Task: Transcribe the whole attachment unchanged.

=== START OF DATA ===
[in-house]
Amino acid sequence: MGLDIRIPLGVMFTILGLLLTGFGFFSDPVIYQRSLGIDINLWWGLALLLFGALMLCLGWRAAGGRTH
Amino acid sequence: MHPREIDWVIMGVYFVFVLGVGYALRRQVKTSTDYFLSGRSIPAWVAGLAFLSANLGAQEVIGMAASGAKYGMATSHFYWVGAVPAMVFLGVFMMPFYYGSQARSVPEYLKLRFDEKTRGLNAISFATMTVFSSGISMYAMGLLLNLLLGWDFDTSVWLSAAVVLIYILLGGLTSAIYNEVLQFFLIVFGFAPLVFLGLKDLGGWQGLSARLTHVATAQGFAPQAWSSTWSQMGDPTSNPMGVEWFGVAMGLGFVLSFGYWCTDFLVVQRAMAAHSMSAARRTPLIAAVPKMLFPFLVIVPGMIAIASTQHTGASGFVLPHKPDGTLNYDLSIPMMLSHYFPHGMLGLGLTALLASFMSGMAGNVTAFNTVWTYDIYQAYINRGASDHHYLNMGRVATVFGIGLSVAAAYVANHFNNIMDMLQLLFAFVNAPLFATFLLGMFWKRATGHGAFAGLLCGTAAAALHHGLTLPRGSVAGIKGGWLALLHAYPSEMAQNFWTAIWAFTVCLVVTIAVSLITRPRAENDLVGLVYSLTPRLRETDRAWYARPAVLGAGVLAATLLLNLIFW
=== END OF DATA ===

[in-house]
Amino acid sequence: MGLDIRIPLGVMFTILGLLLTGFGFFSDPVIYQRSLGIDINLWWGLALLLFGALMLCLGWRAAGGRTH
Amino acid sequence: MHPREIDWVIMGVYFVFVLGVGYALRRQVKTSTDYFLSGRSIPAWVAGLAFLSANLGAQEVIGMAASGAKYGMATSHFYWVGAVPAMVFLGVFMMPFYYGSQARSVPEYLKLRFDEKTRGLNAISFATMTVFSSGISMYAMGLLLNLLLGWDFDTSVWLSAAVVLIYILLGGLTSAIYNEVLQFFLIVFGFAPLVFLGLKDLGGWQGLSARLTHVATAQGFAPQAWSSTWSQMGDPTSNPMGVEWFGVAMGLGFVLSFGYWCTDFLVVQRAMAAHSMSAARRTPLIAAVPKMLFPFLVIVPGMIAIASTQHTGASGFVLPHKPDGTLNYDLSIPMMLSHYFPHGMLGLGLTALLASFMSGMAGNVTAFNTVWTYDIYQAYINRGASDHHYLNMGRVATVFGIGLSVAAAYVANHFNNIMDMLQLLFAFVNAPLFATFLLGMFWKRATGHGAFAGLLCGTAAAALHHGLTLPRGSVAGIKGGWLALLHAYPSEMAQNFWTAIWAFTVCLVVTIAVSLITRPRAENDLVGLVYSLTPRLRETDRAWYARPAVLGAGVLAATLLLNLIFW